Lifestyle · travel

Farewell to the EU

Hello again! So I’ve found that although I do love posting about clothes, makeup, stationary etc. I also enjoy putting out my thoughts on topical issues and of course the prevalent issue in the UK currently is Brexit. (apologies if this get’s a bit wordy)

What is Brexit? I actually suggested some of my year 11’s do their group speeches on the topic and they genuinely had no clue what it was. “sounds like a breakfast cereal miss”

This leads to myΒ main Brexit issue… just how many people were ill informed and uneducated when voting leave? and how many still are? In my opinion this number is very high, I don’t believe that the information of the reality of leaving the EU was put across correctly and as my boyfriend and I have joked in the past – maybe people should have passed a test in order to vote. I’ll give you a clear example – somebody I know, in the 50-60 age category who arrived in this country roughly 25 years ago voted to leave the EU to stop immigrants coming to the country. I need not say more as you can clearly see the issue with that.

I will admit now, and this may be controversial but both myself and my mum chose not to vote. I realise now that maybe I should have voted to remain as I see the logic of ‘if we remain, nothing will change’. However at the time of voting I felt that the public were completely bombarded with leading advertisement campaigns telling us of the atrocities that will consume the UK whether we stay or leave. Then there were statements such as that famous Β£350 million commitment to the NHS by Nigel Farage that is now described as a ‘mistake’ on which so many people would have based their leave vote.

My genuine belief is that if the vote were held again we would have the opposite outcome with a much larger margin in the vote. It seems that the truths of Brexit have only surfaced after the vote had been cast and essentially it is now deemed ‘too late’.

Part of this issue lies within the current education system. This may be a slight tangent but there are things that young people should be learning about and it just isn’t happening. I learned the other day that IT or ICT is no longer part of the national curriculum, meaning that children who are growing up in an ever growing technological age literally do not know how to save a document. To me this is mad, alongside the very important issue that children do not learn about important topics such as politics or simple policy of their own country. I started studying law aged 14 at GCSE level, and although I carried this on through to A level and then a degree I can honestly say that I was never taught how exactly the government works or how to understand such things as elections or government policy. This seems to be something that is viewed as optional for young adults, something to learn in their own time. In a situation such as Brexit this knowledge is integral yet such a large majority of the population have no idea what exactly they are voting for.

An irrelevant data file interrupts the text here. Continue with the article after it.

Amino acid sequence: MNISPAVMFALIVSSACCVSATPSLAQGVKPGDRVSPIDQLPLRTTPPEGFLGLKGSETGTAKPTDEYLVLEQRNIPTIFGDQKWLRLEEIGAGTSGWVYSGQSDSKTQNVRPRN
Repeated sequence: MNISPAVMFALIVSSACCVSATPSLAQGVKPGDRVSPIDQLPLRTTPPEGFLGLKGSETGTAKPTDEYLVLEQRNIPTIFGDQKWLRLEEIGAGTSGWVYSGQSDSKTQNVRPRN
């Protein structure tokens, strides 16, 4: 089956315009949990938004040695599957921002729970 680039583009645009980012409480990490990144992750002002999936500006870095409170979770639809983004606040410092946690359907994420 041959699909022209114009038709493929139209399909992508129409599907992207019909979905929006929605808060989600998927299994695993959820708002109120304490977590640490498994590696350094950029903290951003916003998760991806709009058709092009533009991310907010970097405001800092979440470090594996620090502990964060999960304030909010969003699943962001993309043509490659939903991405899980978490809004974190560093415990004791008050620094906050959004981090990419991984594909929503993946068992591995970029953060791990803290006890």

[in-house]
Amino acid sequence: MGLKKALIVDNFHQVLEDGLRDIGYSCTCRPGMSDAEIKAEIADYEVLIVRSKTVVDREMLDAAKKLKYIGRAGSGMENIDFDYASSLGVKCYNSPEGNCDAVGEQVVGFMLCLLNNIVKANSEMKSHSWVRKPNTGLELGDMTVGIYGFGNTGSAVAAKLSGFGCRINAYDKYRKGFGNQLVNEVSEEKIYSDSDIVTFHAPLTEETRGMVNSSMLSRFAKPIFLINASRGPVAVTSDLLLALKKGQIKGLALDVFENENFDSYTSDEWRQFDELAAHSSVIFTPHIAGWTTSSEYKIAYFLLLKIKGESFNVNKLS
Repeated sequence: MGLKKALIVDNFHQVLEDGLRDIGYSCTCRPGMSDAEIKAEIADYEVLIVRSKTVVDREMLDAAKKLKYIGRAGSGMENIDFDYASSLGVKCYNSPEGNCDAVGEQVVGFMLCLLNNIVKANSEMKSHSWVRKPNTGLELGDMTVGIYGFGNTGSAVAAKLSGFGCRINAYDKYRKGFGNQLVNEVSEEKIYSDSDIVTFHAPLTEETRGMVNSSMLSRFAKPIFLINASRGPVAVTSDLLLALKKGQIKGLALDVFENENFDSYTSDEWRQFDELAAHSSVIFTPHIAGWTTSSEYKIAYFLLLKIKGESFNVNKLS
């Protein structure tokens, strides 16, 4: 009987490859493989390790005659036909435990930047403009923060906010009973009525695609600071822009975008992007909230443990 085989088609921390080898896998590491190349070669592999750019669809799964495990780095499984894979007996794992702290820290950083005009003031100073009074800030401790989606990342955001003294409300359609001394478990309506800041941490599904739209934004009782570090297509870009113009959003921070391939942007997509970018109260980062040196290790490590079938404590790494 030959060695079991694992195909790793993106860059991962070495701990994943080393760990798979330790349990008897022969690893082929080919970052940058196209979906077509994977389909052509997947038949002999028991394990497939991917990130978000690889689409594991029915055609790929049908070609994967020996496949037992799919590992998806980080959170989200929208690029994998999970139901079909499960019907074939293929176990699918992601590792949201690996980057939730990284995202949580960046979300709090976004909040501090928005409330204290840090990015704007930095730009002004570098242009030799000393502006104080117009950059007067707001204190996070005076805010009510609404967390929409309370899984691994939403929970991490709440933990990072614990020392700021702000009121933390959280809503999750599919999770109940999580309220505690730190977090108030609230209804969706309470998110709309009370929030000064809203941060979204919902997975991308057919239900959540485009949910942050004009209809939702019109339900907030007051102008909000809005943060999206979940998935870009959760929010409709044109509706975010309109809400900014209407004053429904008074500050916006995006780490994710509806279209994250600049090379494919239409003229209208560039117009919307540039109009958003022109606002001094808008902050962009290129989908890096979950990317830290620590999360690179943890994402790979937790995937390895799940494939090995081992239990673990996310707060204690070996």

The trigger of article 50 will happen tomorrow when the Prime Minister notifies the European Council. This will affect many things that the majority of leave voters have not even thought of. These things include european regulations on such things as food or the sharing of research data (the latter obvious is more crucial). So I suppose we will just have to wait and see, and hope that any future decision such as this is a more informed one.

I’ll pop a few articles explaining more about Brexit down here…

Quite a simple explanation of Brexit and how it works

A similar text from the BBC and what happens nextΒ 

The Telegraphs take

A survey by the guardian on the publics thoughts on triggering Article 50

Let me know what you think!

Lib x

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